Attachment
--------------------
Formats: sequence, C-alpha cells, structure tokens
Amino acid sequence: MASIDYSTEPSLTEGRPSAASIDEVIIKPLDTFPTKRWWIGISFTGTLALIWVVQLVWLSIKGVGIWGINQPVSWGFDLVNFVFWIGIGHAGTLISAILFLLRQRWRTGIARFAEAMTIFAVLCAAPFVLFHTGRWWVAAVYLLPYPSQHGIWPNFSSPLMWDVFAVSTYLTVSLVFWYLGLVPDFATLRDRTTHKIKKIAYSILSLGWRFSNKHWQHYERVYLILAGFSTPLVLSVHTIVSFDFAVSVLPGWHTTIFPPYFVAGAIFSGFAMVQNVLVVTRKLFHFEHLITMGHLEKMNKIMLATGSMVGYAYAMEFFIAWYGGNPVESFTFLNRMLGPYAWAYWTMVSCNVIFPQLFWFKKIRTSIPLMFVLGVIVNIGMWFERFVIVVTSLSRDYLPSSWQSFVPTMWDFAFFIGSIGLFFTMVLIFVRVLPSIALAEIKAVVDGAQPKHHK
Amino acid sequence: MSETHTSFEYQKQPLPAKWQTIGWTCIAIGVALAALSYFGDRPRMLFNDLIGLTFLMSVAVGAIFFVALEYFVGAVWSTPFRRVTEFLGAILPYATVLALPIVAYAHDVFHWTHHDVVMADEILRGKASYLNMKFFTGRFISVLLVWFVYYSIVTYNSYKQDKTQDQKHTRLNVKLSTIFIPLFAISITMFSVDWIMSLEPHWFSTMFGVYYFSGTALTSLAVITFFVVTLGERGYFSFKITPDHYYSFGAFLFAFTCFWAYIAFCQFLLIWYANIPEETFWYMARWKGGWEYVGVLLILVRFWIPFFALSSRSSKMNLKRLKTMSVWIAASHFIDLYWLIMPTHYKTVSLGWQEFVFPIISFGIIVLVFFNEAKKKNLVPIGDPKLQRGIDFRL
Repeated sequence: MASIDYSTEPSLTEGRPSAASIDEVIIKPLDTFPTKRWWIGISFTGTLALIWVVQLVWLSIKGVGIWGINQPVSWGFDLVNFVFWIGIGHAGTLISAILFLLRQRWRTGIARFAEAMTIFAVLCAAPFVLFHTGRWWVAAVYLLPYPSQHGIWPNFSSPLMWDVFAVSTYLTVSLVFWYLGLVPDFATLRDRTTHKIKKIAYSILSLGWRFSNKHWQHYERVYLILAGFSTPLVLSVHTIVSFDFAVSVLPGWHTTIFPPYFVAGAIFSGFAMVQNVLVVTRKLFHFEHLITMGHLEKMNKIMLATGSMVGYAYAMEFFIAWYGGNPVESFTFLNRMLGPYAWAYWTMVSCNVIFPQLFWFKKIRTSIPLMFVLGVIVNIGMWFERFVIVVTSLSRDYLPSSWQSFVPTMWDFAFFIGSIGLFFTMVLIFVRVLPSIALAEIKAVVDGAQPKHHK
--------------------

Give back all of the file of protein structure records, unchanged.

Formats: sequence, C-alpha cells, structure tokens
Amino acid sequence: MASIDYSTEPSLTEGRPSAASIDEVIIKPLDTFPTKRWWIGISFTGTLALIWVVQLVWLSIKGVGIWGINQPVSWGFDLVNFVFWIGIGHAGTLISAILFLLRQRWRTGIARFAEAMTIFAVLCAAPFVLFHTGRWWVAAVYLLPYPSQHGIWPNFSSPLMWDVFAVSTYLTVSLVFWYLGLVPDFATLRDRTTHKIKKIAYSILSLGWRFSNKHWQHYERVYLILAGFSTPLVLSVHTIVSFDFAVSVLPGWHTTIFPPYFVAGAIFSGFAMVQNVLVVTRKLFHFEHLITMGHLEKMNKIMLATGSMVGYAYAMEFFIAWYGGNPVESFTFLNRMLGPYAWAYWTMVSCNVIFPQLFWFKKIRTSIPLMFVLGVIVNIGMWFERFVIVVTSLSRDYLPSSWQSFVPTMWDFAFFIGSIGLFFTMVLIFVRVLPSIALAEIKAVVDGAQPKHHK
Amino acid sequence: MSETHTSFEYQKQPLPAKWQTIGWTCIAIGVALAALSYFGDRPRMLFNDLIGLTFLMSVAVGAIFFVALEYFVGAVWSTPFRRVTEFLGAILPYATVLALPIVAYAHDVFHWTHHDVVMADEILRGKASYLNMKFFTGRFISVLLVWFVYYSIVTYNSYKQDKTQDQKHTRLNVKLSTIFIPLFAISITMFSVDWIMSLEPHWFSTMFGVYYFSGTALTSLAVITFFVVTLGERGYFSFKITPDHYYSFGAFLFAFTCFWAYIAFCQFLLIWYANIPEETFWYMARWKGGWEYVGVLLILVRFWIPFFALSSRSSKMNLKRLKTMSVWIAASHFIDLYWLIMPTHYKTVSLGWQEFVFPIISFGIIVLVFFNEAKKKNLVPIGDPKLQRGIDFRL
Repeated sequence: MASIDYSTEPSLTEGRPSAASIDEVIIKPLDTFPTKRWWIGISFTGTLALIWVVQLVWLSIKGVGIWGINQPVSWGFDLVNFVFWIGIGHAGTLISAILFLLRQRWRTGIARFAEAMTIFAVLCAAPFVLFHTGRWWVAAVYLLPYPSQHGIWPNFSSPLMWDVFAVSTYLTVSLVFWYLGLVPDFATLRDRTTHKIKKIAYSILSLGWRFSNKHWQHYERVYLILAGFSTPLVLSVHTIVSFDFAVSVLPGWHTTIFPPYFVAGAIFSGFAMVQNVLVVTRKLFHFEHLITMGHLEKMNKIMLATGSMVGYAYAMEFFIAWYGGNPVESFTFLNRMLGPYAWAYWTMVSCNVIFPQLFWFKKIRTSIPLMFVLGVIVNIGMWFERFVIVVTSLSRDYLPSSWQSFVPTMWDFAFFIGSIGLFFTMVLIFVRVLPSIALAEIKAVVDGAQPKHHK